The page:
Model building and refinement

Model building was initiated with the placement of the N and C lobes of CaM. Both apo-CaM and Ca2+-bound CaM structures were tested; Ca2+-bound CaM structures showed an excellent fit to the density map for both lobes, whereas no apo-CaM structure matched the density. Initial orientations of the N and C lobes (derived from the structure of human Ca2+-CaM, PDB ID 1CDL, and mutated in silico to match the sequence of Spodoptera littoralis CaM, UniProt ID E3UJZ8) were obtained using the Jiggle-fit routine of COOT (59). Initial model building of STRA6 was informed by previous experimental studies of the transmembrane topology (15), computational predictions of secondary structure and disordered regions using the Xtalpred server (60), and the spacing of bulky hydrophobic residues in the sequence, which are especially recognizable in the density map. Model building was performed manually in COOT (59), alternating with cycles of automated real-space refinement in phenix.real_space_refine (61). All structural figures were prepared using UCSF Chimera (62). Analysis of clefts and pockets was performed using the Voss Volume Voxelator (3V) server with an outer probe radius of 10 Å and an inner probe radius of 3 Å (63). Sequence alignments were performed using MUSCLE (64) and all sequence alignment figures were prepared using Jalview (65).

Cross validation and model-map FSC calculations

Potential effects of overfitting in the final refined model were assessed by the following procedure. Two maps were calculated from random half sets of particles using relion_reconstruct; post-processing was performed with the same parameters as for the original full map using relion_postprocess. One of these maps (the “refine” half-map) was used to refine the final model, with all atoms randomly displaced by 0.2 Å (phenix.pdbtools sites.shake=0.2) to reduce the influence of overfitting on the initial model. The final model was used to generate a “model map” using phenix.model_map, which, after both maps (the model map and the test/refine/full maps) were masked using the same soft mask as used for resolution calculations, was used for FSC calculations performed with EMAN2.11 (e2proc3d.py–calcfsc). The FSC curves calculated thusly are presented in fig. S6B.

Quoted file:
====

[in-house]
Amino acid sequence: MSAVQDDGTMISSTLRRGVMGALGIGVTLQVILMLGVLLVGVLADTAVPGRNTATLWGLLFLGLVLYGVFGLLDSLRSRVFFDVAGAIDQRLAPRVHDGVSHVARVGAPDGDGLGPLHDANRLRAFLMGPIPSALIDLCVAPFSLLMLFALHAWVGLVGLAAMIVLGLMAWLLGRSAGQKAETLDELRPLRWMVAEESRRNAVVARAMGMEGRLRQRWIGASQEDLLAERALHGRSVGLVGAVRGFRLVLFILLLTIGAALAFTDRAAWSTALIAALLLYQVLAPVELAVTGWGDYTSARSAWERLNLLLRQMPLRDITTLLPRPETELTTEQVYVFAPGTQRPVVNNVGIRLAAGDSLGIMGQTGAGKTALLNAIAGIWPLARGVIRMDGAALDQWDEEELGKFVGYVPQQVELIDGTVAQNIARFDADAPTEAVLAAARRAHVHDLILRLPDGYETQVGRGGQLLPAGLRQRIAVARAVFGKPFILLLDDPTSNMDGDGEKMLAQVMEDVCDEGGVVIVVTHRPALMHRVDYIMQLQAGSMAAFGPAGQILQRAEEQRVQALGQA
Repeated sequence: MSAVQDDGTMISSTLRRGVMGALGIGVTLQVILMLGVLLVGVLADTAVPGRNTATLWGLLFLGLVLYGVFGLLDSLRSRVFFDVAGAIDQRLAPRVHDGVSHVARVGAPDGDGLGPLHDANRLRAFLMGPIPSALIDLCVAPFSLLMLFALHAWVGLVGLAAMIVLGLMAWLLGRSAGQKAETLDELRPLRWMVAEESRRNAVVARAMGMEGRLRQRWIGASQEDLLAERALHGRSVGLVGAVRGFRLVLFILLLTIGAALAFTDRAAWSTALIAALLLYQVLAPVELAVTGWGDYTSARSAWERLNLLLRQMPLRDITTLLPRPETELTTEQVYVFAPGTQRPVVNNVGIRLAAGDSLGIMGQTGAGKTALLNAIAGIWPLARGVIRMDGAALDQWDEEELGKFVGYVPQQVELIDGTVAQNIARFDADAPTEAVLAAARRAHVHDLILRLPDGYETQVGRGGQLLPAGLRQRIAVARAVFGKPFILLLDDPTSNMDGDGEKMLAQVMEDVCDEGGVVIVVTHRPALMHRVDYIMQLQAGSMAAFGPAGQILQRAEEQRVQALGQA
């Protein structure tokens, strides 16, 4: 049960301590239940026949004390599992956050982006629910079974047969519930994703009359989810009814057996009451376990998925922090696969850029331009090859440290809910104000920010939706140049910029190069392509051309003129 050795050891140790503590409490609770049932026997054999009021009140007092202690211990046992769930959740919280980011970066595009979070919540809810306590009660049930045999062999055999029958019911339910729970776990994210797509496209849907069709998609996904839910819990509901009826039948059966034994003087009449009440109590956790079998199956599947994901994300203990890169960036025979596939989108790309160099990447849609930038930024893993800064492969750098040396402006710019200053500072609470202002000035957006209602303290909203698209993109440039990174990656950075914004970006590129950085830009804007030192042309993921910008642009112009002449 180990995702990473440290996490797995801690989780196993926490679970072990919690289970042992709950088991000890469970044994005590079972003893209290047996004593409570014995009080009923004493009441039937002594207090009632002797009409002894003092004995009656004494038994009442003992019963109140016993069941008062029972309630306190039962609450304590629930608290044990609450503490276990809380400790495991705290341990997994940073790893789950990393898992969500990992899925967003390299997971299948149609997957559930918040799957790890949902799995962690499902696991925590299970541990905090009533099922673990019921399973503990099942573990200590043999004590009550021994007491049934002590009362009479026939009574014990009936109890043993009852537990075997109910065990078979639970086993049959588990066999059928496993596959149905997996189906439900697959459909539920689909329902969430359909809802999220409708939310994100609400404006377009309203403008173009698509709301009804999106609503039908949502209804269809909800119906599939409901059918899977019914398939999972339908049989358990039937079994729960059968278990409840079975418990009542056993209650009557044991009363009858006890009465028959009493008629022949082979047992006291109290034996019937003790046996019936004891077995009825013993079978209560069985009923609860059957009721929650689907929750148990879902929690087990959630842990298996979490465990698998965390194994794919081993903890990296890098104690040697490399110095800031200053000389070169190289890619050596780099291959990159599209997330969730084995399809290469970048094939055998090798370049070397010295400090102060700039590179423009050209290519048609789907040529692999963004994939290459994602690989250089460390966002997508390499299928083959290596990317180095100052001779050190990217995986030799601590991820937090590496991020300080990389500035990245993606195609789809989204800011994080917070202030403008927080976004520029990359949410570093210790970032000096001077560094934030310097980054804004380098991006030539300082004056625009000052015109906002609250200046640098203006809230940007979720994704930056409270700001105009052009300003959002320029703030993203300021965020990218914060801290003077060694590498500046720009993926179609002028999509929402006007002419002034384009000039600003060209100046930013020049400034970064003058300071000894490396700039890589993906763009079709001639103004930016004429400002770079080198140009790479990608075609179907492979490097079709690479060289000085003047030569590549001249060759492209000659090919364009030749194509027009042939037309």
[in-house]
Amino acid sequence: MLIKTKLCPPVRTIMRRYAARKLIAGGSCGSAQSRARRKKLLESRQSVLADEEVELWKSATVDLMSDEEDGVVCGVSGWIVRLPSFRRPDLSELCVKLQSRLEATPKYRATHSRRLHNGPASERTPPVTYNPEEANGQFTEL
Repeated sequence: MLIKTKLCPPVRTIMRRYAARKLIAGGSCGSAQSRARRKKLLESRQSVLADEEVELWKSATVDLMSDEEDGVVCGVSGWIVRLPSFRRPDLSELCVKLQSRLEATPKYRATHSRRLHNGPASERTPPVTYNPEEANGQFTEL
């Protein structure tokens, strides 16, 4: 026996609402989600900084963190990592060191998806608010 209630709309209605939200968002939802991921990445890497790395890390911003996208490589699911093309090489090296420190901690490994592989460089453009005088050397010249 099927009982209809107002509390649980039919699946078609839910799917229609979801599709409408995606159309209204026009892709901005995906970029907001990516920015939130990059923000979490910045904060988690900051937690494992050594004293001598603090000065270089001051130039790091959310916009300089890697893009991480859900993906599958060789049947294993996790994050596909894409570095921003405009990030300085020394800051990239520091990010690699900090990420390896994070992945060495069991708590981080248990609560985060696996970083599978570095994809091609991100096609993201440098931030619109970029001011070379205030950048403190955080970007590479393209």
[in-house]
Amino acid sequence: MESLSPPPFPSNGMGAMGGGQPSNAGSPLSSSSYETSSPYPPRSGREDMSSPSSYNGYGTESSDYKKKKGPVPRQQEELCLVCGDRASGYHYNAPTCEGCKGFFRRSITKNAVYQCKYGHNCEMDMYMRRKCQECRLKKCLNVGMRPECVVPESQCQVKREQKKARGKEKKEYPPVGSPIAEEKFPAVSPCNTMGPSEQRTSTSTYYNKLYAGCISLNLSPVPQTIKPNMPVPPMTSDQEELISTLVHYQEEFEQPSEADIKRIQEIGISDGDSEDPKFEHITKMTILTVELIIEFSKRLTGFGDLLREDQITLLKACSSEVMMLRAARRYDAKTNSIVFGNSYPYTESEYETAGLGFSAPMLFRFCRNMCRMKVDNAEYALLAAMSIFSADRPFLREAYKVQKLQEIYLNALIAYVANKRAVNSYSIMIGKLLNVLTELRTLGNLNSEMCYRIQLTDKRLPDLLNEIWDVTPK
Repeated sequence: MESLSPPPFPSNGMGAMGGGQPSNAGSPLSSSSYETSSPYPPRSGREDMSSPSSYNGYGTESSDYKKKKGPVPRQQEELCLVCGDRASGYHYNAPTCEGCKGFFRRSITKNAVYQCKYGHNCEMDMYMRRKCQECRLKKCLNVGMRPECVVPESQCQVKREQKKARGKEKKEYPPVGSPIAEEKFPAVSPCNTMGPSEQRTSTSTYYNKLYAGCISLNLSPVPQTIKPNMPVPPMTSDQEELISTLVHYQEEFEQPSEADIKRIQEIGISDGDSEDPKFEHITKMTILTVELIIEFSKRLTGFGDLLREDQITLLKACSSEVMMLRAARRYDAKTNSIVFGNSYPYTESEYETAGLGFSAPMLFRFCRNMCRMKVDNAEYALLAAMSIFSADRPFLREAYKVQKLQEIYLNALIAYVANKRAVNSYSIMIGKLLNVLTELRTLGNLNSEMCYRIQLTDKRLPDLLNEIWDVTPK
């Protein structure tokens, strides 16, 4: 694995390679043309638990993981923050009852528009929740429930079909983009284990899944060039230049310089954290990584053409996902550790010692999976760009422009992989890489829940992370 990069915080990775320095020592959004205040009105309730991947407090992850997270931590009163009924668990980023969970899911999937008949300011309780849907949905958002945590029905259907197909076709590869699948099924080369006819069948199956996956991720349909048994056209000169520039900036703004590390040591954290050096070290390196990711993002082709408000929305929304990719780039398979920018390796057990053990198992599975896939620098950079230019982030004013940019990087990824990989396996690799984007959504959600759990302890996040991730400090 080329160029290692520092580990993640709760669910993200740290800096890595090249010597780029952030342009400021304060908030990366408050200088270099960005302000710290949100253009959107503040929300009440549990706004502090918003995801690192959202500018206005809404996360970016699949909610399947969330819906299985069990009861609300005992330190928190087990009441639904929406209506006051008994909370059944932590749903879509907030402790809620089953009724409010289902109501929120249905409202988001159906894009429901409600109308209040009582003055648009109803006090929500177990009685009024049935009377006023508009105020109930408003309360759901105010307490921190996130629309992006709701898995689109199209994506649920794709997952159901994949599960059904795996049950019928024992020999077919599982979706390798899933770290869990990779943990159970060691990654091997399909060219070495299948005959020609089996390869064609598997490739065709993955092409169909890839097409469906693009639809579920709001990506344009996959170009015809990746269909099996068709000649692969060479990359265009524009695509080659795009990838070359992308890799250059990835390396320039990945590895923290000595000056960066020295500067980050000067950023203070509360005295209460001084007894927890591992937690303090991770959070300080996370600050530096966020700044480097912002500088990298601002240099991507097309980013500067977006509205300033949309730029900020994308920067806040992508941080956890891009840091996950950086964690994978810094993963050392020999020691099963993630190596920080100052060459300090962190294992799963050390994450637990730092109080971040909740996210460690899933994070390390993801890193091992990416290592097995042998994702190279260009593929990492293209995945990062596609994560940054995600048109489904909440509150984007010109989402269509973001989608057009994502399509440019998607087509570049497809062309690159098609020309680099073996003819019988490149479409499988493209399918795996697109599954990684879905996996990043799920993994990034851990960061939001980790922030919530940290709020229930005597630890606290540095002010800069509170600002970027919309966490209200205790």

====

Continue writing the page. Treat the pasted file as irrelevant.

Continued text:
Mammalian cell culture and generation of stable lines

HEK293 cells were maintained at 37°C, in a humidified environment enriched with 5% CO2. HEK293 cells were grown in DMEM (Gibco) supplemented with 10% FBS (Gibco), penicillin, streptomycin, and L-glutamine (Pen/Strep/L-Glu; Gibco). Zebrafish CRBP1 was cloned into pFM1.2 and RBP was cloned into pFM1.2R (50) with a hexahistidine tag appended to the C terminus. Each plasmid was mixed with plasmid carrying a puromycin resistance gene (1:5) before cotransfection using lipofectamine (Invitrogen) or PEI (Polysciences) into 293 GnTi cells (66). Stable integrants were selected by addition of 5 μg/ml puromycin to the growth medium 24 hours after transfection. Production cell lines from fluorescent colonies were selected either by FACS sorting in Autoclone mode and subsequent visual inspection of the resulting colonies, to identify single, highly fluorescent colonies, or by manual picking of the most intense fluorescent colonies after antibiotic selection (50). Expression levels of selected colonies were checked by small-scale purification tests—performed by metal-affinity chromatography—to select the best lines for expansion.

Zebrafish RBP expression and purification

The stable mammalian cell line secreting RBP was maintained in DMEM supplemented with 10% FBS, Pen/Strep/L-Glu, and 5 μg/ml puromycin. Media was harvested from scaled-up cultures as monolayers in 225-cm2 culture flasks (Costar) after 10 days. After centrifugation to remove cell debris, the media was adjusted to 30 mM HEPES, pH 7.5, 50 mM NaCl, and 5 mM imidazole for purification by metal affinity chromatography. After binding to equilibrated Ni2+-NTA resin for 30 min, the slurry was transferred to a column, washed with 15 column volumes of buffer containing 10 mM imidazole, and the protein was eluted with buffer containing 200 mM imidazole. The eluted protein was desalted using PD MidiTrap G-25 (GE Healthcare) and purity was assessed by SDS-PAGE.

Holo-RBP preparation